Mayoral contender Eric Garcetti longs to be the candidate of Silicon Beach. He's the candidate who pulls out his iPhone and brags that he "has an app for that."
Seeking to bolster his tech cred, Garcetti held a fundraiser last night at the Winklevoss estate. Yes, those Winklevii
: Cameron and Tyler, most famous from The Social Network
as the guys who claimed they had the idea for Facebook.
The twins won $65 million in an intellectual property lawsuit ($20 million in cash, $45 million in Facebook stock), and recently used $18 million of it
to buy an 8,000-square-foot mansion in the Hollywood Hills.
Here, via @DigitalLA, is an image of last night's festivities at the Winklevoss manor:
According to TMZ
, Tyler Winklevoss recently moved into the mansion and is eyeing Silicon Beach investment opportunities. (Cameron lives in New York.) The twins have launched Winklevoss Capital, which is looking to get into the whole tech start-up VC scene.
Most recently, the Winklevosses invested in something
called Hukkster -- which allows you to "hukk" things in an online fashion bazaar. They also put $1 million into SumZero, a social network for hedge-fund types.
Garcetti also is interested in the tech space. He claims 10,600 Facebook fans, more than any other candidate (perhaps a sore subject with the Winklevosses), as well as 7,800 Twitter followers. He's also eager to get into an Ask Me Anything on Reddit -- and not just because Obama did it. If elected, he has vowed to hire a Chief Technology Officer to come up with tech-y ways to deliver municipal services.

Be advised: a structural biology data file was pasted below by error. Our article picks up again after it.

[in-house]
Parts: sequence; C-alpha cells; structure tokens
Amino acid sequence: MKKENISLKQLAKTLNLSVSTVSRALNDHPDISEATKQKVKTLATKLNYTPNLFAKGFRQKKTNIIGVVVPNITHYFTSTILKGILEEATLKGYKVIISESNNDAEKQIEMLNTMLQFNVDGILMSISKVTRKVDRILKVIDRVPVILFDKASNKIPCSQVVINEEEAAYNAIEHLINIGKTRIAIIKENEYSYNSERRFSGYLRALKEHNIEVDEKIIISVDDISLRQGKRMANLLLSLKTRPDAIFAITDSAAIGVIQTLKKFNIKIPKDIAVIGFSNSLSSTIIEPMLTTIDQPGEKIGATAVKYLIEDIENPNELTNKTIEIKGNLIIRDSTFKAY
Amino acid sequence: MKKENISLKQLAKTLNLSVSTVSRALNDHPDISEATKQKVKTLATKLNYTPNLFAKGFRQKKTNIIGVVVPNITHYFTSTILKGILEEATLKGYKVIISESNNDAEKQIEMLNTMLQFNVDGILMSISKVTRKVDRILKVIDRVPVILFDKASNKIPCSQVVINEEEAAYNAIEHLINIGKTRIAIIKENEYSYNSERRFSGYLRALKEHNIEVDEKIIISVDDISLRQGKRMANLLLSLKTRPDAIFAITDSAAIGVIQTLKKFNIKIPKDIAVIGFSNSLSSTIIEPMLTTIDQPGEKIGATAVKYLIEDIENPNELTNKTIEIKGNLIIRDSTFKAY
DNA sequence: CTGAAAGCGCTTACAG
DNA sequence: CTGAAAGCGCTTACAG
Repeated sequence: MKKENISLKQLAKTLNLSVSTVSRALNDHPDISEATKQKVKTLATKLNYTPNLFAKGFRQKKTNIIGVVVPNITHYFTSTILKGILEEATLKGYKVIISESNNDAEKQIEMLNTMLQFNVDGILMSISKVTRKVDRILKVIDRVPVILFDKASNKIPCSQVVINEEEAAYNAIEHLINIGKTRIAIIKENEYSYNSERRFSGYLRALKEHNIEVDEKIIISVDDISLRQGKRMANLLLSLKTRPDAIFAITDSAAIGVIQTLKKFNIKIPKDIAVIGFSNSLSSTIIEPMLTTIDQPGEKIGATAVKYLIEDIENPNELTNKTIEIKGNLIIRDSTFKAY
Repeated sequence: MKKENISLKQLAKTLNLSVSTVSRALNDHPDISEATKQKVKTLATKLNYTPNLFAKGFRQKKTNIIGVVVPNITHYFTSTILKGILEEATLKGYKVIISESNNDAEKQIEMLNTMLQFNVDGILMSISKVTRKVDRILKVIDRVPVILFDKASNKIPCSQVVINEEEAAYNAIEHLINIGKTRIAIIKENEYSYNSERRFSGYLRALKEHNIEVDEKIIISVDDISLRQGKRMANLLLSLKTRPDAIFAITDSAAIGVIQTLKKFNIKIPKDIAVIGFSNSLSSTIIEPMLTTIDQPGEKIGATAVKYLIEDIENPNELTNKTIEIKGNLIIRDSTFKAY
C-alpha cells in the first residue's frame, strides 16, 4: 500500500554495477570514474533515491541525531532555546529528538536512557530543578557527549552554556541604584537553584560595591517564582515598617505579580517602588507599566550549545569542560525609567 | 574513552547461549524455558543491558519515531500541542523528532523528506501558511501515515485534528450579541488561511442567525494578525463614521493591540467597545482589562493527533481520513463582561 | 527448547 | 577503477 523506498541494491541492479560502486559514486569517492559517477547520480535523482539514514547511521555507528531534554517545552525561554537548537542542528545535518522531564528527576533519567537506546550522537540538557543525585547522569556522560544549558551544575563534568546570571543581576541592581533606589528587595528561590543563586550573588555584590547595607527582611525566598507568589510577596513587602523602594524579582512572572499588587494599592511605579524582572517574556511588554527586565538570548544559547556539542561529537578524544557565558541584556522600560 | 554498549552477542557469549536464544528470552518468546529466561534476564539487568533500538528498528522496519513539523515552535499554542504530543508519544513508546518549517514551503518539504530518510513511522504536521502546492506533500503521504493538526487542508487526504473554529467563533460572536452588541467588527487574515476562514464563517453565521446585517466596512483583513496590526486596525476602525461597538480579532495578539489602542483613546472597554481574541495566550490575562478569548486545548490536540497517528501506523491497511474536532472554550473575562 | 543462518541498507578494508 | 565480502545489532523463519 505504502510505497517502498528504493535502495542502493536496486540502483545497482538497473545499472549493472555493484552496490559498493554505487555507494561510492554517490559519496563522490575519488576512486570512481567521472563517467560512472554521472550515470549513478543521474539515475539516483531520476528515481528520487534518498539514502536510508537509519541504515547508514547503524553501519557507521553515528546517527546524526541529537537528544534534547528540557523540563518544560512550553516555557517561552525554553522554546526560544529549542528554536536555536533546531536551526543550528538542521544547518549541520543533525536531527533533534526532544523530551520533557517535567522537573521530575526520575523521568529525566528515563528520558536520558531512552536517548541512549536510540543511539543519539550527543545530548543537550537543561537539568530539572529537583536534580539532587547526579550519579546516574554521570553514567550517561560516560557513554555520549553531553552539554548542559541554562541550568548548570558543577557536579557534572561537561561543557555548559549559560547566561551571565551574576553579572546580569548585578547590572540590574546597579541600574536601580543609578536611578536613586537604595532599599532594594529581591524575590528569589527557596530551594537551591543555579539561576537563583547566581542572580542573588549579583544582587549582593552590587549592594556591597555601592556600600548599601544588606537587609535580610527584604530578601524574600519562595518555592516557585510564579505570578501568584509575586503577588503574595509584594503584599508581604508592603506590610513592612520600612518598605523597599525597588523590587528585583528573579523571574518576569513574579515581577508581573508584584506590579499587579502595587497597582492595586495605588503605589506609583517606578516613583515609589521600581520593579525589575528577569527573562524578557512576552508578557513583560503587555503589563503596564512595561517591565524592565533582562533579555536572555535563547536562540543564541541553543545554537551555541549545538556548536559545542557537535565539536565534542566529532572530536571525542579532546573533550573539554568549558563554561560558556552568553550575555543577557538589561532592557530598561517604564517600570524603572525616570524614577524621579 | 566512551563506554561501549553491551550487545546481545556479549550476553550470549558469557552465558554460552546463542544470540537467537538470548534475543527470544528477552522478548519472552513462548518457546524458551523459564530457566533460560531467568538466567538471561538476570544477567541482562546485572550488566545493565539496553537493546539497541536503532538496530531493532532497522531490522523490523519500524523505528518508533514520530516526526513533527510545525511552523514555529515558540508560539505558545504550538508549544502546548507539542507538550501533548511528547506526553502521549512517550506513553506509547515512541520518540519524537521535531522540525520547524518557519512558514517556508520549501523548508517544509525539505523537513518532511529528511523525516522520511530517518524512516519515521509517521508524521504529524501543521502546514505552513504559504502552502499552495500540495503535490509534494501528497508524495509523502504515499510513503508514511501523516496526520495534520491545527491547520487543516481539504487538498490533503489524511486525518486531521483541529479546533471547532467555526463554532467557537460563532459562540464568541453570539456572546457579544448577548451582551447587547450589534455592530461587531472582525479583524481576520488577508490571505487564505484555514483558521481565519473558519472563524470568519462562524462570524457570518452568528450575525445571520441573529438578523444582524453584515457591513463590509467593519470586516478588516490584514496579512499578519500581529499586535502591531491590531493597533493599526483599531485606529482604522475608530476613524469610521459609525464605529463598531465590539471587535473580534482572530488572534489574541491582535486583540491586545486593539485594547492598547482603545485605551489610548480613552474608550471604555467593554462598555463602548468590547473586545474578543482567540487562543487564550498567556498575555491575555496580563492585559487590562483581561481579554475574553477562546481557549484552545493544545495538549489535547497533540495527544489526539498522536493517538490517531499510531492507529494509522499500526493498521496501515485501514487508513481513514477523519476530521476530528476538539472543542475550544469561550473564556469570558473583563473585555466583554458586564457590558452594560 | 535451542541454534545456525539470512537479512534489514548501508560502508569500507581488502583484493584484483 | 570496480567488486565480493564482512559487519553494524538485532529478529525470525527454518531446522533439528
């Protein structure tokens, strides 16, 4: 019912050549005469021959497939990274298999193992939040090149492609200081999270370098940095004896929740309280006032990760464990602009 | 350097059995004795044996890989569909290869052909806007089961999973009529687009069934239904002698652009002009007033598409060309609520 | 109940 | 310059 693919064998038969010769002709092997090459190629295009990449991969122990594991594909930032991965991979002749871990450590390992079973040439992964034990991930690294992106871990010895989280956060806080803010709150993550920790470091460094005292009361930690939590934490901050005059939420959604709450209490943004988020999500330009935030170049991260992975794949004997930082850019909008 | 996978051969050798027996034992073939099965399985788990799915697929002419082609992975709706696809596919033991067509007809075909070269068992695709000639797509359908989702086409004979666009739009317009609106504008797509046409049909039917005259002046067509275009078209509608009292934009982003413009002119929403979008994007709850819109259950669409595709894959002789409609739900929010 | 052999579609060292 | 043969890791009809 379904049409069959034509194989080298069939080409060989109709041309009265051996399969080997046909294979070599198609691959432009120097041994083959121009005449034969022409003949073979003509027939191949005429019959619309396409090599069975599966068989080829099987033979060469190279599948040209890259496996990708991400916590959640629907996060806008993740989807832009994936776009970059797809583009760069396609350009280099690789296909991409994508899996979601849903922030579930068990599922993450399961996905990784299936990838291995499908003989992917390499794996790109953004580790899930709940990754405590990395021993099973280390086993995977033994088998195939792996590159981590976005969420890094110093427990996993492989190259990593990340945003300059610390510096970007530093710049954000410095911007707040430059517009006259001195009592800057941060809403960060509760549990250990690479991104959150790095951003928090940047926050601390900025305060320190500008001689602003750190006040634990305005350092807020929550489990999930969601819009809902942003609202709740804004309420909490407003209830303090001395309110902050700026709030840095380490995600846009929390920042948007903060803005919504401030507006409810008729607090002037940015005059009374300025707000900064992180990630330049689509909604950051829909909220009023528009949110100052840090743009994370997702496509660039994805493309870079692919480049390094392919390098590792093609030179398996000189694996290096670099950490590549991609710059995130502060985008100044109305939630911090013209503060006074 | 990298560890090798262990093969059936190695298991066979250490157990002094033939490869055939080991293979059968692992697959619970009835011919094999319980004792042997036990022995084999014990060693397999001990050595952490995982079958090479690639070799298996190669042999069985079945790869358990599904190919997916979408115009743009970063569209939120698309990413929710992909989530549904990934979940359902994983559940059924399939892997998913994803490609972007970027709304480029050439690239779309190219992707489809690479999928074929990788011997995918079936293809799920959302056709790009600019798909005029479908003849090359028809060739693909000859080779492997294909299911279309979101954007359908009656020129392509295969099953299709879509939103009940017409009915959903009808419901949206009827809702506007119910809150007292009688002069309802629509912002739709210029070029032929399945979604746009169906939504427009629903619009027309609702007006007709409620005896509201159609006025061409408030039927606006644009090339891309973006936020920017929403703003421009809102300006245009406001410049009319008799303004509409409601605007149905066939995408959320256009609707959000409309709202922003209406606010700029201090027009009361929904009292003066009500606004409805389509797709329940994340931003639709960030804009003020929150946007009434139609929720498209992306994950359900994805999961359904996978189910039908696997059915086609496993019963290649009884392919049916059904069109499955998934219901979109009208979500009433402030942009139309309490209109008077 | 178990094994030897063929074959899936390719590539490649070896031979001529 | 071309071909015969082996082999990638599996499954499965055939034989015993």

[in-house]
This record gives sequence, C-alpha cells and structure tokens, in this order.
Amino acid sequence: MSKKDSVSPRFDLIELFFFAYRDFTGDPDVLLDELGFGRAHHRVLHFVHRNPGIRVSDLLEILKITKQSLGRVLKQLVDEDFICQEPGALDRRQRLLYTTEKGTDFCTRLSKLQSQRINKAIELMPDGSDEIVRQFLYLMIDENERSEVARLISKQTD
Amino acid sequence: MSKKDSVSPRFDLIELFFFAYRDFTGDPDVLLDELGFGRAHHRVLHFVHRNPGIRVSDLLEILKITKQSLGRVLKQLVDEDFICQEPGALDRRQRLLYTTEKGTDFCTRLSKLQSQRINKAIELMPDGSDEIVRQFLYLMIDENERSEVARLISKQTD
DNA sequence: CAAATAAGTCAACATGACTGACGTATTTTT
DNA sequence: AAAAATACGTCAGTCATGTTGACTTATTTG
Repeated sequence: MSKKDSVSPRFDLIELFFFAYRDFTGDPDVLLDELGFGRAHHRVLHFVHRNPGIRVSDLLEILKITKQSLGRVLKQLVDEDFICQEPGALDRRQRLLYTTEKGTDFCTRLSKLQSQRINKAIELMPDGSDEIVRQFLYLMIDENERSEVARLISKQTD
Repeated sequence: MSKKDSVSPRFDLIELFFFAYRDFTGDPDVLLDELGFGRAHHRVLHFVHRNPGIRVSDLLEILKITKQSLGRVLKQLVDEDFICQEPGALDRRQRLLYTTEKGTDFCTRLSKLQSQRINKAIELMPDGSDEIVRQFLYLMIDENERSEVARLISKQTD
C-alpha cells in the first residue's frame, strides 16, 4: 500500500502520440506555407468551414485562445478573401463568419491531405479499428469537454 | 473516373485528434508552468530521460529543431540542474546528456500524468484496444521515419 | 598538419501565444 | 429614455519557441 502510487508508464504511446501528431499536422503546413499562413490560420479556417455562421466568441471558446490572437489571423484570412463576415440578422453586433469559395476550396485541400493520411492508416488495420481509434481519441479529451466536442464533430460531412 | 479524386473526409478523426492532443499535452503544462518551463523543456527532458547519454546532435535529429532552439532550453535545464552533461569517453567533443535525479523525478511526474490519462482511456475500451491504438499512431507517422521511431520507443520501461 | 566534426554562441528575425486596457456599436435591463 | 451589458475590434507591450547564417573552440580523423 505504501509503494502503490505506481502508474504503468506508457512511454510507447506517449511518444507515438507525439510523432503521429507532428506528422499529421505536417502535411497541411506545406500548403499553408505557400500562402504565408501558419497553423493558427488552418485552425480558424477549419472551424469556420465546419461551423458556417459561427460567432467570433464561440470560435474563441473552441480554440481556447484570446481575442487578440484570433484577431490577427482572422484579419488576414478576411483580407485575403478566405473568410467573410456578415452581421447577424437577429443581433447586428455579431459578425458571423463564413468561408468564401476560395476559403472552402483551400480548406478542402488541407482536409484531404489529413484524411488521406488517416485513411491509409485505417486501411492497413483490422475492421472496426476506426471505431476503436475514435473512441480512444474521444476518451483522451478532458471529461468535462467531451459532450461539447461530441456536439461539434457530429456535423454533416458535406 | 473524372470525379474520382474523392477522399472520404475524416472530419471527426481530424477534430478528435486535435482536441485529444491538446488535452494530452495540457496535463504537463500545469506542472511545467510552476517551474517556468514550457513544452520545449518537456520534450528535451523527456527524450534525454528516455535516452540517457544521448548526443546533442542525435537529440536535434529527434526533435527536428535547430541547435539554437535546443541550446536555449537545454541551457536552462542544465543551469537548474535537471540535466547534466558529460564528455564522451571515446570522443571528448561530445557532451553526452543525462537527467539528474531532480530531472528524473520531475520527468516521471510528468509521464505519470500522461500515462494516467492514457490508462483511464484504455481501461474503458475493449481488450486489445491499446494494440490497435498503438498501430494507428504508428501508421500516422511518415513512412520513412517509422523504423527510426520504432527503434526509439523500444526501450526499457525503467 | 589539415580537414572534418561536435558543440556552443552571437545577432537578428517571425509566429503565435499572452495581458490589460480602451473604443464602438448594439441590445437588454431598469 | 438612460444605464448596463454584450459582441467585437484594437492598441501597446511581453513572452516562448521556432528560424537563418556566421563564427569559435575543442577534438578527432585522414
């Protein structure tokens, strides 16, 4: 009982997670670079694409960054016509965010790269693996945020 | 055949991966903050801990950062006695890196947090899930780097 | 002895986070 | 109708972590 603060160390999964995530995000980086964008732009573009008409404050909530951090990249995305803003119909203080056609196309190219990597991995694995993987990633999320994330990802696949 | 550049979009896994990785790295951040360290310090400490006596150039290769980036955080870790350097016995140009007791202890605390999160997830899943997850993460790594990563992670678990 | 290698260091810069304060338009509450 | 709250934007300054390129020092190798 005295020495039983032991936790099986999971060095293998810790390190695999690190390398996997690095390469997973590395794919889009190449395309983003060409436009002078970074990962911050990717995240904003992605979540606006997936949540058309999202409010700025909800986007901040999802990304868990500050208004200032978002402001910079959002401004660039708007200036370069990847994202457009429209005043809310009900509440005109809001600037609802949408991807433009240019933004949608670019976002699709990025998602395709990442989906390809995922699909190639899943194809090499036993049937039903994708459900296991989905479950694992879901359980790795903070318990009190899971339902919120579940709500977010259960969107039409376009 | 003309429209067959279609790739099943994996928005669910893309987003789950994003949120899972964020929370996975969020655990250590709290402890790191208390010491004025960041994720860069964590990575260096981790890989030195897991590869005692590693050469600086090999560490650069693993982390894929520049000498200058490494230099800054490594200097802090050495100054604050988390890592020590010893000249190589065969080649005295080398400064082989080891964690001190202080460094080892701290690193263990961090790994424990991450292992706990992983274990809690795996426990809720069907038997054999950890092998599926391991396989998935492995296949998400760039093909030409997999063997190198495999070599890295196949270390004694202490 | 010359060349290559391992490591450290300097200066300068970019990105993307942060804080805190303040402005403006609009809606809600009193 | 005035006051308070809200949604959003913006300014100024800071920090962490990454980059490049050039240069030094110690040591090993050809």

"The tech community is rallying around Eric Garcetti because they know he's an innovator with an economic agenda that will launch L.A. forward," said Jeff Millman, a Garcetti spokesman.
In other Garcetti news, his campaign is still working hard to get the backing of the L.A. County Democratic Party. In a letter to Democratic central committee members last week, he tried to present himself as a better Democrat than Controller Wendy Greuel -- who grew up in a Republican family and did not become a Democrat until 1992, when she was 31.
"When others wouldn't take a stand, I proudly authored the resolution that made L.A. the nation's largest city to oppose the Bush Administration's pending invasion of Iraq," Garcetti wrote.
Garcetti authored the anti-war resolution in February 2003. Greuel voted no.
The county Democratic Party is expected to make its endorsement in early January, but with three Democrats in the race it may be difficult for any one of them to achieve the 60% threshold needed for victory.